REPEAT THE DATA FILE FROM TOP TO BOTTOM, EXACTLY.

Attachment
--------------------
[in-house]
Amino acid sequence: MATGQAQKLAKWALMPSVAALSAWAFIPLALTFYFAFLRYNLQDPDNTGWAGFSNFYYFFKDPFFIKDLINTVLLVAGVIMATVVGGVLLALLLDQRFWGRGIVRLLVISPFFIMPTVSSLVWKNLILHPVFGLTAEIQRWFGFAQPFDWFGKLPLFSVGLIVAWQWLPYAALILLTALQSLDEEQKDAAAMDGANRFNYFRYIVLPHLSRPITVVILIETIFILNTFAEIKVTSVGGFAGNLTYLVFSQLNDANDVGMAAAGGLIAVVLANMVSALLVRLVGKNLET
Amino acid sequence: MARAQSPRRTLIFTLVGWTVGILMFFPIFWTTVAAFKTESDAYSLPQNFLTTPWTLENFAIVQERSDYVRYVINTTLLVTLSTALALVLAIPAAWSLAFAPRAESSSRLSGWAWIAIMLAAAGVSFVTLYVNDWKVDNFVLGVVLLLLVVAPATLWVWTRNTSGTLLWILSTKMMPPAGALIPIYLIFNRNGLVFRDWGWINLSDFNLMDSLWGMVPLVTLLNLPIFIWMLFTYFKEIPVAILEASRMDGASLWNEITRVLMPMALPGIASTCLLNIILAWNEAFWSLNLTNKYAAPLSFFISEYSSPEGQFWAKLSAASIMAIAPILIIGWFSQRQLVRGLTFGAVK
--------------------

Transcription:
[in-house]
Amino acid sequence: MATGQAQKLAKWALMPSVAALSAWAFIPLALTFYFAFLRYNLQDPDNTGWAGFSNFYYFFKDPFFIKDLINTVLLVAGVIMATVVGGVLLALLLDQRFWGRGIVRLLVISPFFIMPTVSSLVWKNLILHPVFGLTAEIQRWFGFAQPFDWFGKLPLFSVGLIVAWQWLPYAALILLTALQSLDEEQKDAAAMDGANRFNYFRYIVLPHLSRPITVVILIETIFILNTFAEIKVTSVGGFAGNLTYLVFSQLNDANDVGMAAAGGLIAVVLANMVSALLVRLVGKNLET
Amino acid sequence: MARAQSPRRTLIFTLVGWTVGILMFFPIFWTTVAAFKTESDAYSLPQNFLTTPWTLENFAIVQERSDYVRYVINTTLLVTLSTALALVLAIPAAWSLAFAPRAESSSRLSGWAWIAIMLAAAGVSFVTLYVNDWKVDNFVLGVVLLLLVVAPATLWVWTRNTSGTLLWILSTKMMPPAGALIPIYLIFNRNGLVFRDWGWINLSDFNLMDSLWGMVPLVTLLNLPIFIWMLFTYFKEIPVAILEASRMDGASLWNEITRVLMPMALPGIASTCLLNIILAWNEAFWSLNLTNKYAAPLSFFISEYSSPEGQFWAKLSAASIMAIAPILIIGWFSQRQLVRGLTFGAVK